my fellow misunderstood
By Isha Shah
They say the dead are scary. That they are violent, out for revenge, craving your blood. They’ll bring you to your knees in hysterical frenzy, they say, lurking in the corners of your vision and filling you with cold dread. They bring screams and sobs and wide, wet eyes, and absolute paralysis.
They say the dead are disgusting, with half-skinned bodies and half-attached heads and yellow, bloody skin. They say the dead sneer at you with their crooked, moldy teeth; their sunken eyes pinpointing your location even in the depths of darkness, and their papery hands, cob-webbed with veins,reaching toward your throat.
They say the dead curse you, that they envy you your life.
But truly, ghosts are not the red darkness we fear nor the tepid green that sickens us. No, ghosts are sad. They are grey wisps with barely discernible shapes; clouds of vaporized misery that fill nooks and crannies with the smell of yesteryears. They do not seek revenge on or envy the living. They are weary of life and its desert parched of joy. They are stragglers, longing to join their family in whatever comes after ghost-hood. They are everywhere, with unrecognizable faces and breathy voices, laughing or crying over some tragedy of the modern world.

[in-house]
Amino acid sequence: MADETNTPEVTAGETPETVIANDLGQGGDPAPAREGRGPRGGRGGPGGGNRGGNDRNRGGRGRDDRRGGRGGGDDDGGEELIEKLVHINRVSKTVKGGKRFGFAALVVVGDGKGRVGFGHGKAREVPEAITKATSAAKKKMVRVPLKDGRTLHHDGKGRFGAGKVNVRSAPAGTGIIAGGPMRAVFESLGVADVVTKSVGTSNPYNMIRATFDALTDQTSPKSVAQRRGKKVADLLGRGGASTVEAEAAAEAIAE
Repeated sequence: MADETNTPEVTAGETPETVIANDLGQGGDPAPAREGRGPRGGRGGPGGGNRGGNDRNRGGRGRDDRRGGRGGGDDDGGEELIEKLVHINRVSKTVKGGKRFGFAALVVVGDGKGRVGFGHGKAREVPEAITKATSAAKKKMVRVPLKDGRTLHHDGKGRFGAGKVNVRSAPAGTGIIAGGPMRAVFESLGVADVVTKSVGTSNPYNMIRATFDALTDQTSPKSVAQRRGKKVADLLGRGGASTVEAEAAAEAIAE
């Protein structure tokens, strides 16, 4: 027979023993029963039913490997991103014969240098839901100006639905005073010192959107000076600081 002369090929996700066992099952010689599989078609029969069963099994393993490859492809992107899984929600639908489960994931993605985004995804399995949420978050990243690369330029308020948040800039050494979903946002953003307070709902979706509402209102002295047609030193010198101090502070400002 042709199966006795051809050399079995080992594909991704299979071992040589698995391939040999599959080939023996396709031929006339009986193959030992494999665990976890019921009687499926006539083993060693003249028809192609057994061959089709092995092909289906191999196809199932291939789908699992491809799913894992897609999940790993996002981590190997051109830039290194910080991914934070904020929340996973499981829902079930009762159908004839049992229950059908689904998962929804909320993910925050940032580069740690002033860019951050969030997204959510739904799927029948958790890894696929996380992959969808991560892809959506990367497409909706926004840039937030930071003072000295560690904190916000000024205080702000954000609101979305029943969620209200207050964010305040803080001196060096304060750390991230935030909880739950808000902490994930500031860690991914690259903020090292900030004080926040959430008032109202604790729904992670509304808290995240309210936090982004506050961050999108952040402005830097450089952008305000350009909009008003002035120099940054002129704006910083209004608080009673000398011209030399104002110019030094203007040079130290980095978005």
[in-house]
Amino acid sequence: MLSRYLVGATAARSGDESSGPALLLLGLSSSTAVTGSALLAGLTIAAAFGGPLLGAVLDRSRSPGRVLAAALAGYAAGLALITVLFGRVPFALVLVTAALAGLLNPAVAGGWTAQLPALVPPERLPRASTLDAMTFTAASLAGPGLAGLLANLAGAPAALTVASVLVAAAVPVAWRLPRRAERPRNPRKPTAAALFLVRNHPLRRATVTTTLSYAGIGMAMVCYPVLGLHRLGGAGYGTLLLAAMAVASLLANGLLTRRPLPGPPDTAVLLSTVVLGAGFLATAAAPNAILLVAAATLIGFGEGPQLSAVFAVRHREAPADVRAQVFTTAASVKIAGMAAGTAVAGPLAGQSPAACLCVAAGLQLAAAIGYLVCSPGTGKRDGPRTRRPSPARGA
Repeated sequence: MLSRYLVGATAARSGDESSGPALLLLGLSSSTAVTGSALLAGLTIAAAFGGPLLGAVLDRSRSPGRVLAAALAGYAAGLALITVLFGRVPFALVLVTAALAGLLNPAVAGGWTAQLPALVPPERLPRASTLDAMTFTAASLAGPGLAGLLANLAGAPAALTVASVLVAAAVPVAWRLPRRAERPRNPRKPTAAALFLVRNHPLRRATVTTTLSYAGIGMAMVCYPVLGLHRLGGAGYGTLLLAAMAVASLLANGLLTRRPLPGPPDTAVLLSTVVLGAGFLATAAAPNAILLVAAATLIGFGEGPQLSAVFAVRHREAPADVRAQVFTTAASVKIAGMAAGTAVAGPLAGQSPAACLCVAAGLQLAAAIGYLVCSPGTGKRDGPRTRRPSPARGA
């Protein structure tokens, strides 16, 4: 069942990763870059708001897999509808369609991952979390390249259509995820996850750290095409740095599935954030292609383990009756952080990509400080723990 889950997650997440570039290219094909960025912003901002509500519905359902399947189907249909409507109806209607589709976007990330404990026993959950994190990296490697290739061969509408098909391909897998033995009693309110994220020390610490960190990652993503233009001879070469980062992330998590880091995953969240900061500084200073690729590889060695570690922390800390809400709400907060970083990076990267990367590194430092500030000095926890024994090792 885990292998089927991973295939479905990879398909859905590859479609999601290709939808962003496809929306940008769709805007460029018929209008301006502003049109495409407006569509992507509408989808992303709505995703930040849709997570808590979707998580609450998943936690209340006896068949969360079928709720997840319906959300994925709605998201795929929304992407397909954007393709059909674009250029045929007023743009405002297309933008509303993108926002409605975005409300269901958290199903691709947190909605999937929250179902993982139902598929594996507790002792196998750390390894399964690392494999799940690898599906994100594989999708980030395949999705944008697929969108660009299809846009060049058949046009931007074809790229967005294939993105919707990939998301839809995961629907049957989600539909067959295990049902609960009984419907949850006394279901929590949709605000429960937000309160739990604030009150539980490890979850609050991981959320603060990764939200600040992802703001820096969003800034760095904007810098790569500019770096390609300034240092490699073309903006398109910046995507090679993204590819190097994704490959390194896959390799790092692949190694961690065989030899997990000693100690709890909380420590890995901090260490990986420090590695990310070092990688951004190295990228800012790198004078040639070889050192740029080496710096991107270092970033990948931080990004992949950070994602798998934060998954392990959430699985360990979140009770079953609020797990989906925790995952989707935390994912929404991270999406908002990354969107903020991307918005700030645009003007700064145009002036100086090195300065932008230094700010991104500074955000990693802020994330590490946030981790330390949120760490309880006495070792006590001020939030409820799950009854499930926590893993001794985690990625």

They are not great, invincible forces of nature.
They are the chatter at the back of your head, the whispers that pull you to untraveled places. They are the calls you hear from far away when no one is around to say your name. They are the muddled answers to your unspoken questions, the pains that haunt you day and night. They are the softness in your inescapable sorrows, the bitter companionship that you never want but always have.
They are not the bloody shadows that you fear nor the garish yellow that you despise. They are the misty despondency that you have come to call home, the weighted gloom you cannot escape.
They are not knives in the dark or wailing wildfires or bloodied handprints.
They are family, the moments we could not freeze, the memories we let slip like sand through our knuckles, the friends we never loved again. They are the regrets that you carry with hunched, weary shoulders, the shattered mistakes that you try to glue together. They are homesickness incarnate, some resigned to their fate, others enraged and bitter.
But all sad.
I would know, after all. They told me so.